This past month, Café Scientifique, an event hosted at the Rivoli on Queen Street, welcomed three specialists in the field of agriculture to discuss the pros and cons of various kinds of food. The talk was entitled “Local, Organic, Sustainable, or Genetically Modified: Does it matter what we eat?” The panellists took a broad approach, and focused on how different kinds of foods are a beneficial or detrimental to agriculture, the economy, and society.

Fiona Yeudall, Associate Professor at Ryerson’s Centre for Studies in Food Security, began by briefly outlining the differences between genetically modified organisms (GMOs) and sustainable agriculture. Pest resistance can be bred into GMO food, increasing the amount produced while potentially harming agriculture in other ways.

Sustainability, according to Yeudall, varies by location, with greater health risks in food production as you move up the food chain.

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It is better for a country to strategically import food: if another country’s arable land is better able to produce a certain kind of food (a food of maximal quality) it is more economically efficient to import from this country as opposed to growing the food locally, which is why 70% of Canada’s food currently comes from foreign countries. Therefore, local food is not necessarily of better quality just because it is local: the quality of a particular food depends on many factors, including adequate environmental conditions for production.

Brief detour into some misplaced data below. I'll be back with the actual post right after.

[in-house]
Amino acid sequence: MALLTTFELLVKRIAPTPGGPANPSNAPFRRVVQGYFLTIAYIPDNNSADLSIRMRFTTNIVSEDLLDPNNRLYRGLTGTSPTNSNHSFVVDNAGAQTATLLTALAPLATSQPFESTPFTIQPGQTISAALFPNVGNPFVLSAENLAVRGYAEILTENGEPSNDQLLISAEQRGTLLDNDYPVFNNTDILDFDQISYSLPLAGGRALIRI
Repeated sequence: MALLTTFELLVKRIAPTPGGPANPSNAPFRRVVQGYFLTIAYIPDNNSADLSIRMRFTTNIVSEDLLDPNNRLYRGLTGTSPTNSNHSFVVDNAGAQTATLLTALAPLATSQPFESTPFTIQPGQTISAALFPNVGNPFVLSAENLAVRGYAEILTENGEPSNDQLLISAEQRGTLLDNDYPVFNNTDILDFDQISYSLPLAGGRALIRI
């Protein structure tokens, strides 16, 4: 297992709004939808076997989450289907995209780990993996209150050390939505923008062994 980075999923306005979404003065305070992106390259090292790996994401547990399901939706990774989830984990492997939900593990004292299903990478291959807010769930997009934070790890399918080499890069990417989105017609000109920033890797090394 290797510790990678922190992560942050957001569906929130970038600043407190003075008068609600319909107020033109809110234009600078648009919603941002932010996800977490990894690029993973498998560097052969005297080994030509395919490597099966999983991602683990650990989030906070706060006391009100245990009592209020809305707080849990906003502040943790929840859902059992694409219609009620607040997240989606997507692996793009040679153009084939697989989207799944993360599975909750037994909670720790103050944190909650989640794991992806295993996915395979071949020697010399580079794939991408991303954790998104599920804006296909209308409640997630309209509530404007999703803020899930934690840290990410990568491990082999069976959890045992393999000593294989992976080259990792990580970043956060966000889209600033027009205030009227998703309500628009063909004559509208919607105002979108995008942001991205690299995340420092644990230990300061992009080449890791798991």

However, according to final speaker Kelly Bronson, a York University PhD student in Communication and Culture, we actually have more than enough food: the issue is that this food is not properly distributed. Bronson continued that food is only cheap if you define it narrowly. Food production has many hidden costs because labour regulations are relaxed, and food is conceptualized as a commodity. Furthermore, importing food has social costs, including the destruction of farming in rural Canada with 33% of producers leaving the farm industry because they can’t compete with international producers. Biotech corporations, which produce GMOs for use in agriculture, have taken over the food industry, buying out the seed. As a result, GMOs have become widespread, pushing biotech profits into the hundreds of millions.

Many farmers also end up producing GMOs without planning on doing so, due to seed drift. These farmers have been held liable for patent infringement because they did not pay for the seed; after being sued by the corporations, many farmers become bankrupt. Bronson’s final message was: “whoever controls the seed controls the food supply.”

After each panellist spoke, the floor was opened to questions from the audience. One individual’s concern about the cheapness and availability of junk food led the panellists to mention that bad food is able to proliferate because it is heavily subsidized. As a result, the profit margins are staggering.

In response to a general question about organic food, Yeudall mentioned that we don’t have a national food policy in Canada, so we have no idea whether or not a product is organic even if a company claims as such.

The most important point made at this panel discussion is that we are headed toward a GMO-based economy, whether we like it or not. Whoever controls the seed controls the industry, and it just so happens that the biotechnology corporations responsible for producing genetically-modified foods are buying up most of the seed.